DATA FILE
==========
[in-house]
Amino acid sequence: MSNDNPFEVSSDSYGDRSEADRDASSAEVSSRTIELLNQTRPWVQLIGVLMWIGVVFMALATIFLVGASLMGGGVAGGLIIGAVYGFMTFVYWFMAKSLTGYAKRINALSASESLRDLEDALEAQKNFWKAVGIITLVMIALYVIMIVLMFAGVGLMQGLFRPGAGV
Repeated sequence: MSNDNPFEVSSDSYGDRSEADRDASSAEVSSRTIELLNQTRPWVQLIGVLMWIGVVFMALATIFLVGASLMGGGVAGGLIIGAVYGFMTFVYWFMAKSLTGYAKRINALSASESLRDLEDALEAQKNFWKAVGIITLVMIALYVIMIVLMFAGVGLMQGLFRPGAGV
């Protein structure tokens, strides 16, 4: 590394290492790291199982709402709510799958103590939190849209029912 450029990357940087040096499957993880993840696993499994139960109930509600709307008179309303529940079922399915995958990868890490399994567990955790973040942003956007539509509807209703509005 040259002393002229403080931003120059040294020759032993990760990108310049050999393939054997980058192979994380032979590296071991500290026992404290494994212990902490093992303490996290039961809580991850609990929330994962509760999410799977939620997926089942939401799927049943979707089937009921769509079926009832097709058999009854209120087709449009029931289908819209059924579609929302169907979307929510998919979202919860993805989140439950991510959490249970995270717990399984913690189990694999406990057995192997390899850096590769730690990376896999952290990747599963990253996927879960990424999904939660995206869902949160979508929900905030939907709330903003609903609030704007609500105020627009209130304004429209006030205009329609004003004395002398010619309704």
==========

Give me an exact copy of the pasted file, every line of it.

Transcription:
[in-house]
Amino acid sequence: MSNDNPFEVSSDSYGDRSEADRDASSAEVSSRTIELLNQTRPWVQLIGVLMWIGVVFMALATIFLVGASLMGGGVAGGLIIGAVYGFMTFVYWFMAKSLTGYAKRINALSASESLRDLEDALEAQKNFWKAVGIITLVMIALYVIMIVLMFAGVGLMQGLFRPGAGV
Repeated sequence: MSNDNPFEVSSDSYGDRSEADRDASSAEVSSRTIELLNQTRPWVQLIGVLMWIGVVFMALATIFLVGASLMGGGVAGGLIIGAVYGFMTFVYWFMAKSLTGYAKRINALSASESLRDLEDALEAQKNFWKAVGIITLVMIALYVIMIVLMFAGVGLMQGLFRPGAGV
């Protein structure tokens, strides 16, 4: 590394290492790291199982709402709510799958103590939190849209029912 450029990357940087040096499957993880993840696993499994139960109930509600709307008179309303529940079922399915995958990868890490399994567990955790973040942003956007539509509807209703509005 040259002393002229403080931003120059040294020759032993990760990108310049050999393939054997980058192979994380032979590296071991500290026992404290494994212990902490093992303490996290039961809580991850609990929330994962509760999410799977939620997926089942939401799927049943979707089937009921769509079926009832097709058999009854209120087709449009029931289908819209059924579609929302169907979307929510998919979202919860993805989140439950991510959490249970995270717990399984913690189990694999406990057995192997390899850096590769730690990376896999952290990747599963990253996927879960990424999904939660995206869902949160979508929900905030939907709330903003609903609030704007609500105020627009209130304004429209006030205009329609004003004395002398010619309704």